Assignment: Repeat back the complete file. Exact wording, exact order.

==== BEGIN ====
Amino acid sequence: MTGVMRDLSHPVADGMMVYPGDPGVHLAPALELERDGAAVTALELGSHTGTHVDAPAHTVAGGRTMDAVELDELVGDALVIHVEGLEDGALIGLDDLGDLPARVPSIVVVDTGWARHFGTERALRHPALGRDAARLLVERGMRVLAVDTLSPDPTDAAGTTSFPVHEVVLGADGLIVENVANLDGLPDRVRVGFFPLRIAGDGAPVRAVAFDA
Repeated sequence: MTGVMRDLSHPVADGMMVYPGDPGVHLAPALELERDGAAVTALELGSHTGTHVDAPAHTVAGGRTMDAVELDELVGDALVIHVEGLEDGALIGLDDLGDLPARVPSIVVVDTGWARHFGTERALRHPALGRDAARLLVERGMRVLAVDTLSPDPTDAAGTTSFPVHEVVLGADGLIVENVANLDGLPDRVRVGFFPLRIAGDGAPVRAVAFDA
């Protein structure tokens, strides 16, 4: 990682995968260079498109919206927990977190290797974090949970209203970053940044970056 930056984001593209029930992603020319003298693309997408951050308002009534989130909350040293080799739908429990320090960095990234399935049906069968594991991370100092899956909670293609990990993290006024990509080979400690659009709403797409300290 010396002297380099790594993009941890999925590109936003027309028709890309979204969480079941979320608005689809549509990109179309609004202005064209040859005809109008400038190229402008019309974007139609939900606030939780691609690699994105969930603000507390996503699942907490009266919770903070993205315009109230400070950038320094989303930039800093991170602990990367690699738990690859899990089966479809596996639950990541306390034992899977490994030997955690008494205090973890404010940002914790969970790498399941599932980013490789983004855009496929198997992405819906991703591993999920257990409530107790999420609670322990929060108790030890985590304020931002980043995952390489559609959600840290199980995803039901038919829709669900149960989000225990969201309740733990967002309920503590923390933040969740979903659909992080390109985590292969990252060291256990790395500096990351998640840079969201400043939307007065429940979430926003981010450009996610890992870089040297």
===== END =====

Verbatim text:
Amino acid sequence: MTGVMRDLSHPVADGMMVYPGDPGVHLAPALELERDGAAVTALELGSHTGTHVDAPAHTVAGGRTMDAVELDELVGDALVIHVEGLEDGALIGLDDLGDLPARVPSIVVVDTGWARHFGTERALRHPALGRDAARLLVERGMRVLAVDTLSPDPTDAAGTTSFPVHEVVLGADGLIVENVANLDGLPDRVRVGFFPLRIAGDGAPVRAVAFDA
Repeated sequence: MTGVMRDLSHPVADGMMVYPGDPGVHLAPALELERDGAAVTALELGSHTGTHVDAPAHTVAGGRTMDAVELDELVGDALVIHVEGLEDGALIGLDDLGDLPARVPSIVVVDTGWARHFGTERALRHPALGRDAARLLVERGMRVLAVDTLSPDPTDAAGTTSFPVHEVVLGADGLIVENVANLDGLPDRVRVGFFPLRIAGDGAPVRAVAFDA
């Protein structure tokens, strides 16, 4: 990682995968260079498109919206927990977190290797974090949970209203970053940044970056 930056984001593209029930992603020319003298693309997408951050308002009534989130909350040293080799739908429990320090960095990234399935049906069968594991991370100092899956909670293609990990993290006024990509080979400690659009709403797409300290 010396002297380099790594993009941890999925590109936003027309028709890309979204969480079941979320608005689809549509990109179309609004202005064209040859005809109008400038190229402008019309974007139609939900606030939780691609690699994105969930603000507390996503699942907490009266919770903070993205315009109230400070950038320094989303930039800093991170602990990367690699738990690859899990089966479809596996639950990541306390034992899977490994030997955690008494205090973890404010940002914790969970790498399941599932980013490789983004855009496929198997992405819906991703591993999920257990409530107790999420609670322990929060108790030890985590304020931002980043995952390489559609959600840290199980995803039901038919829709669900149960989000225990969201309740733990967002309920503590923390933040969740979903659909992080390109985590292969990252060291256990790395500096990351998640840079969201400043939307007065429940979430926003981010450009996610890992870089040297």